Agency confident of increase in land values

Charles Dudgeon, head of Savills Rural in Scotland, is confident that the best arable land in the country will increase by up to 20% in value in the current year.

According to Savills' recently-published Agricultural Land Market survey, the value of prime arable land in Scotland rose to an estimated average of £4250 per acre by the year-end, but Dudgeon reveals that he achieved £7000 an arable acre late in 2007.

It now emerges that Scottish farmland values outperformed the UK average in 2007, up by 29% at £2775 an acre at the latest count.

Scottish owner-farmers will have seen their land almost double in value in the past three years.

In comparison, UK farmland values were up by 28% in 2007 equivalent to £3450 per acre, although Savills points out that without the higher percentage of rough upland in the Scottish figure, farmland values north of the border would have been markedly greater.

To illustrate this, the supply of farmland publicly for sale in Scotland totalled 40,000 acres, only marginally up on 2006, but still representing nearly 25% of the total acreage for sale in the UK.

Ian Bailey, head of Savills rural research, comments: "Historically farmland has been a safe, low-risk investment giving an annualised total return of over 10% during the past 30 years.

"However, its recent outperformance of most other asset classes has attracted institutional investors, fund managers and the City.

"I expect this to increase in the present year, with other classes of property assets less likely to perform satisfactorily against an uncertain economic backdrop."

Dudgeon commented: "Looking at the UK as a whole, although investors accounted for only 10% of the market share last year, a proportion similar to that of 2006, there is strong evidence emerging to suggest that this proportion is likely to rise.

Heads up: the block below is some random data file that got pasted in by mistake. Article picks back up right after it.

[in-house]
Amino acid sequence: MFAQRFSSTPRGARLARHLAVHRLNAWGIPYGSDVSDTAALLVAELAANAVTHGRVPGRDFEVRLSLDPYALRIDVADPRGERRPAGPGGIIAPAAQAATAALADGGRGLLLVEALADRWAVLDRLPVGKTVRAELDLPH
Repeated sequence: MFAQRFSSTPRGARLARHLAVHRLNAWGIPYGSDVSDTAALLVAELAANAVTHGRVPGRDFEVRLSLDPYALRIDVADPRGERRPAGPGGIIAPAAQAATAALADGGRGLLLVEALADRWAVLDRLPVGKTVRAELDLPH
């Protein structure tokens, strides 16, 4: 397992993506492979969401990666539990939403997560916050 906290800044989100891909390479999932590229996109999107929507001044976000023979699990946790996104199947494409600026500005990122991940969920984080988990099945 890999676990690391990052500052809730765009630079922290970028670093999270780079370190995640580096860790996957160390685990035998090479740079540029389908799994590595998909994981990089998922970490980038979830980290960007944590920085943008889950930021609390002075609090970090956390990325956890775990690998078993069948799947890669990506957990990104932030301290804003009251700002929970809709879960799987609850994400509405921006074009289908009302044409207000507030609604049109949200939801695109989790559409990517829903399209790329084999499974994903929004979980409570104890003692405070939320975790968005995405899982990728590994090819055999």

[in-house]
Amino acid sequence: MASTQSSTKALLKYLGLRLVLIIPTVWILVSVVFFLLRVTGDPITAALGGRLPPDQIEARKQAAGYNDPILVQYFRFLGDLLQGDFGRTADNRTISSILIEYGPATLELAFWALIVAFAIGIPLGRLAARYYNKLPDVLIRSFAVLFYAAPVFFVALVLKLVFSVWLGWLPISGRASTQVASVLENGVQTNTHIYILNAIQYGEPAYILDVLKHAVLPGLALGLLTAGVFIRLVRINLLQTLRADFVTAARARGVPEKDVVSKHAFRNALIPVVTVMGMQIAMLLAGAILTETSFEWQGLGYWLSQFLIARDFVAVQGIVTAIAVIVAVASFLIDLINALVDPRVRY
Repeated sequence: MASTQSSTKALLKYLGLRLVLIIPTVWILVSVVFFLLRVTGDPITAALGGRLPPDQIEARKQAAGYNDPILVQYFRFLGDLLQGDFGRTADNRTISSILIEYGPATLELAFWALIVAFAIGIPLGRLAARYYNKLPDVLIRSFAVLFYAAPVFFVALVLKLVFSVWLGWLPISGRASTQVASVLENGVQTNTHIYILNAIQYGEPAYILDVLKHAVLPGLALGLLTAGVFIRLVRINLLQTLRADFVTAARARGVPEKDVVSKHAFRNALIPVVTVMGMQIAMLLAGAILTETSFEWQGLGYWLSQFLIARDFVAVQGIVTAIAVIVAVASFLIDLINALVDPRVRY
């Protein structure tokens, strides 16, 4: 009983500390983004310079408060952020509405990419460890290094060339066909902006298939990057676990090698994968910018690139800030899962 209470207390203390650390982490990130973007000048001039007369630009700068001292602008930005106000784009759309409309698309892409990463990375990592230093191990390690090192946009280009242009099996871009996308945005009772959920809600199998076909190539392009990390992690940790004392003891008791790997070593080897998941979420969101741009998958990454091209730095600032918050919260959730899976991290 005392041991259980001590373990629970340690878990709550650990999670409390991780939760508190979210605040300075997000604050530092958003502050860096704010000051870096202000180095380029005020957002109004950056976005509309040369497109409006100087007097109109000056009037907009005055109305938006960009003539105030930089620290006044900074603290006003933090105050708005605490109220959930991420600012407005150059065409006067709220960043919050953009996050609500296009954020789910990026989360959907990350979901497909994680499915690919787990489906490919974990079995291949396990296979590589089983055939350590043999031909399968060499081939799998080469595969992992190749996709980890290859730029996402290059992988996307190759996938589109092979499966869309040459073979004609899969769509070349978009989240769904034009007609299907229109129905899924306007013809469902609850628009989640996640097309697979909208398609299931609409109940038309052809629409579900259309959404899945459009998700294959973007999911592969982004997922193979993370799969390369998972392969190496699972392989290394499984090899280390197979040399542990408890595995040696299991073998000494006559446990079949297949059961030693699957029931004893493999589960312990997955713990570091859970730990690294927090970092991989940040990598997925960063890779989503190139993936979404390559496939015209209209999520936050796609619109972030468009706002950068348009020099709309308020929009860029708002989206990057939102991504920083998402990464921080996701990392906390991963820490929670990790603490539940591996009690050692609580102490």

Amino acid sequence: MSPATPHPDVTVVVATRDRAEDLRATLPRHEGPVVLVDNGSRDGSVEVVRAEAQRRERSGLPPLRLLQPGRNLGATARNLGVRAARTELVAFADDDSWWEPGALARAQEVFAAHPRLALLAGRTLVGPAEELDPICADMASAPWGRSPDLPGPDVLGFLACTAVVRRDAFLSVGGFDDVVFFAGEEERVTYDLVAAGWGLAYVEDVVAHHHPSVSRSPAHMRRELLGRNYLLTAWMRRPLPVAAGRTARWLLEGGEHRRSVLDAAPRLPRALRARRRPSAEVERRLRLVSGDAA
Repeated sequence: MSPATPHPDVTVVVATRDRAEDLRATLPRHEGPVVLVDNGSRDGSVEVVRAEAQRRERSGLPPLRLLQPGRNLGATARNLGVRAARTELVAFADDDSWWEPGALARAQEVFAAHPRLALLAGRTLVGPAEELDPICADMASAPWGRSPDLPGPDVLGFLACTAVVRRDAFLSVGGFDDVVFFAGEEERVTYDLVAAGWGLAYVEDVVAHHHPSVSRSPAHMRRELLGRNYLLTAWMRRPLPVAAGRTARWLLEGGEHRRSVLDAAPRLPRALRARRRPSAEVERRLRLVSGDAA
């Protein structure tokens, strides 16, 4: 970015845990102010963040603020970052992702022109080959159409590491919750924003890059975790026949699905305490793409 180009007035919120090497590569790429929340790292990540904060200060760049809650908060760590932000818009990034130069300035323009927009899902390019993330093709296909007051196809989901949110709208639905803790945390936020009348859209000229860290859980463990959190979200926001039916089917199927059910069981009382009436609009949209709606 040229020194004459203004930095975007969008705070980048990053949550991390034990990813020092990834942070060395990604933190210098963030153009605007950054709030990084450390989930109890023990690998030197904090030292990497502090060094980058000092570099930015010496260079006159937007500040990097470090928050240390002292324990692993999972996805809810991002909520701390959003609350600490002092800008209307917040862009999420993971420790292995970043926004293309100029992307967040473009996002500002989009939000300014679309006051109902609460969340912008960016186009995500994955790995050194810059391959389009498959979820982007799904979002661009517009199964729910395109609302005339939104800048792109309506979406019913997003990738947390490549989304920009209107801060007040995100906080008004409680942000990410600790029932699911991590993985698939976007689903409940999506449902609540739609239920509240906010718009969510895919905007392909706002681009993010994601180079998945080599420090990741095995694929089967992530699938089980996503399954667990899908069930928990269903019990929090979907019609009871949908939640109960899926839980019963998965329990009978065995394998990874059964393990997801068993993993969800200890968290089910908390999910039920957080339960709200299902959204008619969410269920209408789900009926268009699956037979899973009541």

"Whether it will reach the levels recorded in the late 1980s, when more than one fifth of buyers, including the pension funds, were investors remains to be seen."

Speaking at a seminar in Ayr, Anna Thomas, an associate director with Savills, warned that while arable land values are set to rise, stock farm values might be topping out.

She pointed out that the prospects for beef and sheep were not good and that recent falls in Irish farm values may weaken the traditionally strong demand for livestock farms from Irish buyers.

Defra confirms bluetongue plans THE British Veterinary Association (BVA) president Nick Blayney has acknowledged that the arrival of the bluetongue virus presented a new and significant challenge to veterinary surgeons and their clients.

Department of the Environment, Food and Rural Affairs (Defra) Secretary Hilary Benn has published a UK plan for bluetongue vaccination over the months ahead. He confirmed that the approach will be voluntary and that English farmers will be able to purchase vaccine from Defra.

England is the first country in northern Europe to place an order for 22.5 million doses of vaccine.

"The deal is the government pays for the order up front and the full cost is then recovered as the vaccine is used by farmers," said Benn.

In a letter published in the BVA's journal, the Veterinary Record, Blayney pointed out that an adequate level of uptake would be required to achieve significant national herd immunity.

"We must", he said, "persuade our clients within the bluetongue protection zone of the necessity of mass vaccination and our target must be 100% - including all hobby farmers and keepers of exotic susceptible species."

"The key" according to Blayney, "is for the vaccine to be administered swiftly so that levels of immunity precede the further spread of the virus when the midge population becomes active and temperatures are sufficiently high for virus transmission to occur.", 19.02.2008

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